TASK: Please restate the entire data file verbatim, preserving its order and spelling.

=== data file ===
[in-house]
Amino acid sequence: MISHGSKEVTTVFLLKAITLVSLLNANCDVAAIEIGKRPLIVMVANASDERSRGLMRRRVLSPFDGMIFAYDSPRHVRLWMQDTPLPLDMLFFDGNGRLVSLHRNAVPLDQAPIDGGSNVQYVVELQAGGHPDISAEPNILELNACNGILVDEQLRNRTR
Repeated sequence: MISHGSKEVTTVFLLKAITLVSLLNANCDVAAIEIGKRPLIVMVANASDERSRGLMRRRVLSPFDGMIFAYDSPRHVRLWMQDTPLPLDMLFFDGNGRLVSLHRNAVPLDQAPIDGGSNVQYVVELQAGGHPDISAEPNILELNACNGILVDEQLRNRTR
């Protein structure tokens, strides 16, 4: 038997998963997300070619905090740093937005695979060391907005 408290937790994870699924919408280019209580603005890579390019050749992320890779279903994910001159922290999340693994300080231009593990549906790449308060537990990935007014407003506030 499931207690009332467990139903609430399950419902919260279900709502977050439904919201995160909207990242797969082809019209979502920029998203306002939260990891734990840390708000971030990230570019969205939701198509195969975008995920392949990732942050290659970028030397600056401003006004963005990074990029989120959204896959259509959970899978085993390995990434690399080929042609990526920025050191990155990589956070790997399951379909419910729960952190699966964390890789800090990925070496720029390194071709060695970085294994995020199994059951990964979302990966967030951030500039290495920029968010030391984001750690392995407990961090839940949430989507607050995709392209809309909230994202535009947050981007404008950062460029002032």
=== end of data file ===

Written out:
[in-house]
Amino acid sequence: MISHGSKEVTTVFLLKAITLVSLLNANCDVAAIEIGKRPLIVMVANASDERSRGLMRRRVLSPFDGMIFAYDSPRHVRLWMQDTPLPLDMLFFDGNGRLVSLHRNAVPLDQAPIDGGSNVQYVVELQAGGHPDISAEPNILELNACNGILVDEQLRNRTR
Repeated sequence: MISHGSKEVTTVFLLKAITLVSLLNANCDVAAIEIGKRPLIVMVANASDERSRGLMRRRVLSPFDGMIFAYDSPRHVRLWMQDTPLPLDMLFFDGNGRLVSLHRNAVPLDQAPIDGGSNVQYVVELQAGGHPDISAEPNILELNACNGILVDEQLRNRTR
């Protein structure tokens, strides 16, 4: 038997998963997300070619905090740093937005695979060391907005 408290937790994870699924919408280019209580603005890579390019050749992320890779279903994910001159922290999340693994300080231009593990549906790449308060537990990935007014407003506030 499931207690009332467990139903609430399950419902919260279900709502977050439904919201995160909207990242797969082809019209979502920029998203306002939260990891734990840390708000971030990230570019969205939701198509195969975008995920392949990732942050290659970028030397600056401003006004963005990074990029989120959204896959259509959970899978085993390995990434690399080929042609990526920025050191990155990589956070790997399951379909419910729960952190699966964390890789800090990925070496720029390194071709060695970085294994995020199994059951990964979302990966967030951030500039290495920029968010030391984001750690392995407990961090839940949430989507607050995709392209809309909230994202535009947050981007404008950062460029002032």